The court instructed the jury that a finding that Sales either received or retained a given money order would support a finding of guilt on the corresponding count. Thus, it is possible that the jury based some or all of the findings of guilt on a finding that Sales was guilty of the crime of receipt of the stolen money orders. As we have discussed, no evidence was presented at trial that Sales received the money orders in more than one transaction. Therefore, a jury finding of guilt on more than one count, based on Sales's receipt of the orders, is unsupported by the evidence.


We reach this result even if we assume the validity of the government's argument that it may prove separate violations by showing retention of each money order. Under the circumstances, we are still unable to determine whether any or all of the counts are grounded on the unsupported finding that Sales received the money orders on separate occasions. We therefore apply the rule that "requires a verdict to be set aside in cases where the verdict is supportable on one ground, but not on another, and it is impossible to tell which ground the jury selected." Yates v. United States, 354 U.S. 298, 312, 77 S.Ct. 1064, 1073, 1 L.Ed.2d 1356 (1957); see Zant v. Stephens, --- U.S. ----, 103 S.Ct. 2733, 77 L.Ed.2d 235 (1983); Stromberg v. California, 283 U.S. 359, 367-68, 51 S.Ct. 532, 535, 75 L.Ed. 1117 (1931). Under this rule, Sales's conviction on nine of the ten counts must be set aside.


The government presented evidence from witnesses who identified Sales as the person who negotiated several of the money orders. A government expert testified that Sales's fingerprints were found on nine of the ten orders. Viewing the evidence "in the light most favorable to the verdict" and accepting "all reasonable inferences from the evidence that tend to support the verdict," United States v. Bible-Wilson, 699 F.2d 445, 446 (8th Cir.1983), we conclude that substantial evidence exists to support one conviction of Sales for the crime of receipt or retention. We therefore affirm Sales's judgment of conviction of violating one count of 18 U.S.C. Sec. 641 and remand the case to the district court for resentencing on that count.1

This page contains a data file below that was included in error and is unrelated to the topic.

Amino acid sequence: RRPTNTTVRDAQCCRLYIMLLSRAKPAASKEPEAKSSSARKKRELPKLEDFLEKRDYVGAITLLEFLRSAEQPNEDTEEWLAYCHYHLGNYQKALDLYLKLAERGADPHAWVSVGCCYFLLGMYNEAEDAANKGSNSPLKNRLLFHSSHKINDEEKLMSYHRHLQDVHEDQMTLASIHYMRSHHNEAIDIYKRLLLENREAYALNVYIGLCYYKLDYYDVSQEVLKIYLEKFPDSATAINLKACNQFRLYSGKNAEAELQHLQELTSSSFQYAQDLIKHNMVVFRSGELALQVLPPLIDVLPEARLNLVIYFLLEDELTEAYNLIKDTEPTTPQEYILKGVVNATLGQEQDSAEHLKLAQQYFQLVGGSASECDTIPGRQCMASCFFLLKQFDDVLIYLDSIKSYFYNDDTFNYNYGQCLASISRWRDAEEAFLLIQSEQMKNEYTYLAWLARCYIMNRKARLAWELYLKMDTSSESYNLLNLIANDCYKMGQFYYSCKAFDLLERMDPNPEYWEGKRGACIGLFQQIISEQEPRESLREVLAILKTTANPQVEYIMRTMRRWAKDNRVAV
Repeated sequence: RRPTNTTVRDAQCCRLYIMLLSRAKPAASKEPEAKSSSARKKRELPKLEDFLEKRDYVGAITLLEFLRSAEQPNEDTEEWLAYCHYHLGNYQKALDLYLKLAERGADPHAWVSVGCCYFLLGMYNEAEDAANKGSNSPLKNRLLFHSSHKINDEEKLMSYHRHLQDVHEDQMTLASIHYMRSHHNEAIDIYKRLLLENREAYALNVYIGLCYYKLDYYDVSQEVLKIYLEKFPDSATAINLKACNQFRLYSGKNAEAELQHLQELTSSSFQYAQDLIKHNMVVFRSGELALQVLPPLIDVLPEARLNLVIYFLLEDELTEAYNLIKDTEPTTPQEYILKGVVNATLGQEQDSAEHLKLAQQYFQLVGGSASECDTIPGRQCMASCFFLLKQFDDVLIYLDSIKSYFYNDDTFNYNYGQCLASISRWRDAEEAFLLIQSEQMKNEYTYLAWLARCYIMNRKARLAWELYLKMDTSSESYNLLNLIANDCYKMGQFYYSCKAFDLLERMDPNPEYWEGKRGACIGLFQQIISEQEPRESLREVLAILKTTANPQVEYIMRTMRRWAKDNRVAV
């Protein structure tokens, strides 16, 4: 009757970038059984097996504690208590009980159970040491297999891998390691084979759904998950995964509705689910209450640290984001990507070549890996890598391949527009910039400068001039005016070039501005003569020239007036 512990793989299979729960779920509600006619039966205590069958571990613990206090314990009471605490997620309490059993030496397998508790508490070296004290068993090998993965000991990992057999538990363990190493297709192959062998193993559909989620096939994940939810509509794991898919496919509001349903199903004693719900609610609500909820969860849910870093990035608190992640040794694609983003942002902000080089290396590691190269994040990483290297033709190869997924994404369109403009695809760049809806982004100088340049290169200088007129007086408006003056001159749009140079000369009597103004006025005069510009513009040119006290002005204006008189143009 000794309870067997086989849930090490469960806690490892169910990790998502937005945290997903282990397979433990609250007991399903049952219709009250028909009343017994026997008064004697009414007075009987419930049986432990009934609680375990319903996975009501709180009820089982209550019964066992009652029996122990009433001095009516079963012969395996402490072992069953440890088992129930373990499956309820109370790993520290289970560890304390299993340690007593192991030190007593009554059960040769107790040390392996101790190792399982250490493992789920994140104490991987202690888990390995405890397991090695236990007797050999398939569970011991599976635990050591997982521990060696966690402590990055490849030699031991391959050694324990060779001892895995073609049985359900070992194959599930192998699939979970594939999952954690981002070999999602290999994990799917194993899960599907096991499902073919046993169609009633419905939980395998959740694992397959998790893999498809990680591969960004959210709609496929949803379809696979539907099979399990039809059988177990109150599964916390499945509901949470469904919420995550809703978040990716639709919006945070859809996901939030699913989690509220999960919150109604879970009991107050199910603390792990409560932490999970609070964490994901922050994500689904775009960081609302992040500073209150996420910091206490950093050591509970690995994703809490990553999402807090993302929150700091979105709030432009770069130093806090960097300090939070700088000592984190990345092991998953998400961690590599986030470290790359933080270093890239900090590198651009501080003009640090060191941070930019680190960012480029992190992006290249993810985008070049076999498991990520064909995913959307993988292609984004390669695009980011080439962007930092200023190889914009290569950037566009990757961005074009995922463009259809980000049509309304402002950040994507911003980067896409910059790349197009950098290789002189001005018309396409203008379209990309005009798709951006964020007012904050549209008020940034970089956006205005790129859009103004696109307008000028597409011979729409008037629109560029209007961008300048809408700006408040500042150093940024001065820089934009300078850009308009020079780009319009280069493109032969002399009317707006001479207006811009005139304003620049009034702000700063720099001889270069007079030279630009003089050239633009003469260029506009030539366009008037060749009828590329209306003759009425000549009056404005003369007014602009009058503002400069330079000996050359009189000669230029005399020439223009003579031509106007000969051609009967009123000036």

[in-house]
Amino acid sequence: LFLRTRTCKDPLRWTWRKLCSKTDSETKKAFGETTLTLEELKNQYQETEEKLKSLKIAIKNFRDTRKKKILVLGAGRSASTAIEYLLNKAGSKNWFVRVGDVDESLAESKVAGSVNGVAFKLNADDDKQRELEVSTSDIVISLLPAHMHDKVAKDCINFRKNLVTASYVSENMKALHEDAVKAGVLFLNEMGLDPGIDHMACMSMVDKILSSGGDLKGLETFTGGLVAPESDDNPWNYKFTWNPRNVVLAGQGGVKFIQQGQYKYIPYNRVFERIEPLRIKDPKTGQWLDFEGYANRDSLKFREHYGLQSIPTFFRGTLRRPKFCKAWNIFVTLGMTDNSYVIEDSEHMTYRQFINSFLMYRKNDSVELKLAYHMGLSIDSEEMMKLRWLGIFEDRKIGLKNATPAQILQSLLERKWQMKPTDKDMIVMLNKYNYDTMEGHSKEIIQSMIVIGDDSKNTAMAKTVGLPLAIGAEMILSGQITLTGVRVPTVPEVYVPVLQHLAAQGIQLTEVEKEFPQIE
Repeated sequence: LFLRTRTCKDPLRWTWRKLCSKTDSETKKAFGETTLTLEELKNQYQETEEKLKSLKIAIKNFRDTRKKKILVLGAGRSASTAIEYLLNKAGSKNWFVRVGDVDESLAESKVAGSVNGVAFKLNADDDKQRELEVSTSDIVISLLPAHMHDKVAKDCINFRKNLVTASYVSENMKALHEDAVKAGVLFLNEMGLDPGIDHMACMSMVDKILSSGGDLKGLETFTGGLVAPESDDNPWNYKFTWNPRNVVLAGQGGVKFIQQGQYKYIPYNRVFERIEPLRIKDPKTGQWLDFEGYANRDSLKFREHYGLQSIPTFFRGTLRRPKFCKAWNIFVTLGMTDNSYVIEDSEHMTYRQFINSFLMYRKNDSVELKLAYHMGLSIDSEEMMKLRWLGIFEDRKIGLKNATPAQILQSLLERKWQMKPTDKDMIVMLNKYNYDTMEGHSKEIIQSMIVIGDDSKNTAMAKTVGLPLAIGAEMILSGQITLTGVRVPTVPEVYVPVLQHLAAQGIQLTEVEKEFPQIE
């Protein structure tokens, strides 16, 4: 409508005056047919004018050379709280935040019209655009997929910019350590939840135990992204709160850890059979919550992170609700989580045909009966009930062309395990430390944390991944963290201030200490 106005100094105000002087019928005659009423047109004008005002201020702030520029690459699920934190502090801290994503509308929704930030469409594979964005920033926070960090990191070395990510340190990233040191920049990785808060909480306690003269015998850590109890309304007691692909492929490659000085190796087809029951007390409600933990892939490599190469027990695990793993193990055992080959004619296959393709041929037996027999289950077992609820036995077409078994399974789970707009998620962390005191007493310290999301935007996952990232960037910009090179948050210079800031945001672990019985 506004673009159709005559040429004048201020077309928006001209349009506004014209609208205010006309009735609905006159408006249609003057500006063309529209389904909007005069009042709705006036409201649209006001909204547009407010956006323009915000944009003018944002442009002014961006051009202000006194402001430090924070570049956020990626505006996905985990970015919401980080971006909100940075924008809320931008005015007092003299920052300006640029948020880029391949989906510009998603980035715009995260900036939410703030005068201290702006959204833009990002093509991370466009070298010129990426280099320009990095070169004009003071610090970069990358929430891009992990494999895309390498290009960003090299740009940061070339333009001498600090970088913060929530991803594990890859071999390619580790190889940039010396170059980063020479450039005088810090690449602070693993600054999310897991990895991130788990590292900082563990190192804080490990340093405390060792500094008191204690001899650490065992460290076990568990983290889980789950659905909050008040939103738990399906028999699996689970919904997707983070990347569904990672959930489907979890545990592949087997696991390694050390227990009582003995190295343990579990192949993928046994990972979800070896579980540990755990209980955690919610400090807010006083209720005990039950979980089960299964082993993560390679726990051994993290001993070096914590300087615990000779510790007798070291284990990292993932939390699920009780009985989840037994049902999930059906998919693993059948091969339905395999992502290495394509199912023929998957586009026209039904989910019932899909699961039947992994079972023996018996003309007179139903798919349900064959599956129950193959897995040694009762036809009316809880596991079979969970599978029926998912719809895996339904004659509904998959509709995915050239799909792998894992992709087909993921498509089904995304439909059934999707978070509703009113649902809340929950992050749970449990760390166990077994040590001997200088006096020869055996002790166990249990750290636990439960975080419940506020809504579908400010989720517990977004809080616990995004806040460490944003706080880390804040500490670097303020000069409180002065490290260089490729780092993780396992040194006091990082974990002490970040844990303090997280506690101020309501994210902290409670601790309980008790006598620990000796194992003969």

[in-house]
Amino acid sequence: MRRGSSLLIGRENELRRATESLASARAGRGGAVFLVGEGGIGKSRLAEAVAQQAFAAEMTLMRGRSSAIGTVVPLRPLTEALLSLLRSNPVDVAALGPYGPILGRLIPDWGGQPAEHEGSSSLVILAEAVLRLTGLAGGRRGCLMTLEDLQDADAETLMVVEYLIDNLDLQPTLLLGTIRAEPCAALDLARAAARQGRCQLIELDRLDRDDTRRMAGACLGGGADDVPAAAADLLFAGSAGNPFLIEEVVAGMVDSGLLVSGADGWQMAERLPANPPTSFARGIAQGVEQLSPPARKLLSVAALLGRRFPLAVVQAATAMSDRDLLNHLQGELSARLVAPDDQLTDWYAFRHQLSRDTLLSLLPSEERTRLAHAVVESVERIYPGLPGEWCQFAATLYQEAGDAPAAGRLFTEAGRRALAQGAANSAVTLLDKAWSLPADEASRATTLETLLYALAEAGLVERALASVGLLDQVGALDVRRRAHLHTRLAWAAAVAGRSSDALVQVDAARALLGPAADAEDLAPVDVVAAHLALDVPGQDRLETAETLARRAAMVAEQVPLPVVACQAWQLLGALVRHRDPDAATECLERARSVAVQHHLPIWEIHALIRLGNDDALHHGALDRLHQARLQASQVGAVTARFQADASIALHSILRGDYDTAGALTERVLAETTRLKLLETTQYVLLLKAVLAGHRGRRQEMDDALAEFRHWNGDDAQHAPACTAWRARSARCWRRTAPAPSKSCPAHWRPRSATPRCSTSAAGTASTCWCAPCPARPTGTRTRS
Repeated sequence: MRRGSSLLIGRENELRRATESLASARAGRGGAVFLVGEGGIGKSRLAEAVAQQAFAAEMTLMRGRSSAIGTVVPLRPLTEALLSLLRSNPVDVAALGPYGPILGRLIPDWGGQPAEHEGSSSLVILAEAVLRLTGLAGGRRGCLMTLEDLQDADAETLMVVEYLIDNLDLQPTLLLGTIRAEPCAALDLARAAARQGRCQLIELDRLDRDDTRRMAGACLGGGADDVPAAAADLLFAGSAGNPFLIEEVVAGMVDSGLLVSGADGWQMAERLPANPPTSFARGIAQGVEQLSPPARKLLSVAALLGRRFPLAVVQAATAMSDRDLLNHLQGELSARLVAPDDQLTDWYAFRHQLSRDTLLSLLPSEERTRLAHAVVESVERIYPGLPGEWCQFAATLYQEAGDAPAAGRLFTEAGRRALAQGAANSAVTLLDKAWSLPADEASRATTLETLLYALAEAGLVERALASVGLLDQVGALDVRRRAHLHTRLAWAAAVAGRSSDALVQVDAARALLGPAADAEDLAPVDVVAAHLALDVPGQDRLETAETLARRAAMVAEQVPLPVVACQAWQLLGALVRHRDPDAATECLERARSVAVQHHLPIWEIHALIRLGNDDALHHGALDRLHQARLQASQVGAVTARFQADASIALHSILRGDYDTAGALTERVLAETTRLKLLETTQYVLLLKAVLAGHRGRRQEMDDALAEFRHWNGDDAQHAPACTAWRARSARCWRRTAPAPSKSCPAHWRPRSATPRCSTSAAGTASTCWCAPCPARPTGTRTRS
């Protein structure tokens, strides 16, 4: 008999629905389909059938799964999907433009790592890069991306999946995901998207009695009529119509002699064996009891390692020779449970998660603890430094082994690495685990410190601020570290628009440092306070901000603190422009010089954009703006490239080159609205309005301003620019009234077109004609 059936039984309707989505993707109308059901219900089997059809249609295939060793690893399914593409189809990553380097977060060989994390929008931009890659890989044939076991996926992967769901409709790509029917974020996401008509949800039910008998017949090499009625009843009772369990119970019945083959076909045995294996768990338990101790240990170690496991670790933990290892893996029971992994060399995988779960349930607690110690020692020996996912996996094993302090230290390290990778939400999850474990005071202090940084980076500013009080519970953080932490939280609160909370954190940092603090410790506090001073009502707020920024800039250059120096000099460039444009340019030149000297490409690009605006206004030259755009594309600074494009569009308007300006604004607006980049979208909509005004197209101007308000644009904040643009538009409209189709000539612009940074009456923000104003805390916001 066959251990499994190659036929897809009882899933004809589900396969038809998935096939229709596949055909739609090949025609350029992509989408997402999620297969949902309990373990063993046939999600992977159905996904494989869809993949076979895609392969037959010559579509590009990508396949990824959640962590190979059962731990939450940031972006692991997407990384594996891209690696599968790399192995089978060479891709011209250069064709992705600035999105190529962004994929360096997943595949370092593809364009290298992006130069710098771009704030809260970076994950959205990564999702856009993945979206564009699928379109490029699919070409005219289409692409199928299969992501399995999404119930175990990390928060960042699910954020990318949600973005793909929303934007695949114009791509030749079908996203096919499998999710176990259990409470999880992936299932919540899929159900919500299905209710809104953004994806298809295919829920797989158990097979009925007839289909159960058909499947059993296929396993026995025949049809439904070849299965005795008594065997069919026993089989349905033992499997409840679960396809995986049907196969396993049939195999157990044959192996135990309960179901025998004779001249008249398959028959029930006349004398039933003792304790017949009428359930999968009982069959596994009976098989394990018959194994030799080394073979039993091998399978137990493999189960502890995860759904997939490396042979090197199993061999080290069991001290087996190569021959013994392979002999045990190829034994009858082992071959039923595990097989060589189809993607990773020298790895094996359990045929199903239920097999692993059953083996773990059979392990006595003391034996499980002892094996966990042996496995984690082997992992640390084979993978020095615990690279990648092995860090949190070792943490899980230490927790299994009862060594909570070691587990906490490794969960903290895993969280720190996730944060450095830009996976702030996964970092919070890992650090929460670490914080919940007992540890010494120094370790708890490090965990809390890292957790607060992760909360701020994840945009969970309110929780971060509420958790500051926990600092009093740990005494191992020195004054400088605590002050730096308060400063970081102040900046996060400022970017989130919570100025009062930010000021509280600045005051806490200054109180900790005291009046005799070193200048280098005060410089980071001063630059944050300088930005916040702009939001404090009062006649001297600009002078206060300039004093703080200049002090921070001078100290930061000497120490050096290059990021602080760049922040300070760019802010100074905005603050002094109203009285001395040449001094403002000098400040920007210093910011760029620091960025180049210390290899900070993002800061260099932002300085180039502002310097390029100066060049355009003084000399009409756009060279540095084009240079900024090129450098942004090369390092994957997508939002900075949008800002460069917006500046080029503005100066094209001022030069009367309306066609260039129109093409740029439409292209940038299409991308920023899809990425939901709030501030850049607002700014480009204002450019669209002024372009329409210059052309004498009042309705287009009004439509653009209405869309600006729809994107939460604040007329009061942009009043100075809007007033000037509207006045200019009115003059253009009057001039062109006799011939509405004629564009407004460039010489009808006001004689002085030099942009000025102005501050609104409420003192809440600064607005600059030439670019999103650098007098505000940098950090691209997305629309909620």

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In remanding the case to the district court, we express concern as to the court's apparent motivation for the imposition of defendant's original sentences. At the sentencing hearing, the trial court was openly critical of the defendant for not plea bargaining and for going to trial "for three days with a jury on all ten counts" in light of the substantial evidence against the defendant. Explicitly in response to what the district court viewed as an abuse of the judicial process, the district court sentenced the defendant to one year on count one, two years on count two, three years on count three, and so forth, through count ten, the sentences to run consecutively. The total sentence was 55 years.2 We find that this method of sentencing and the court's remarks suggest an absence of the proper exercise of judicial discretion in the sentencing process. Cf. Woosley v. United States, 478 F.2d 139 (8th Cir.1973).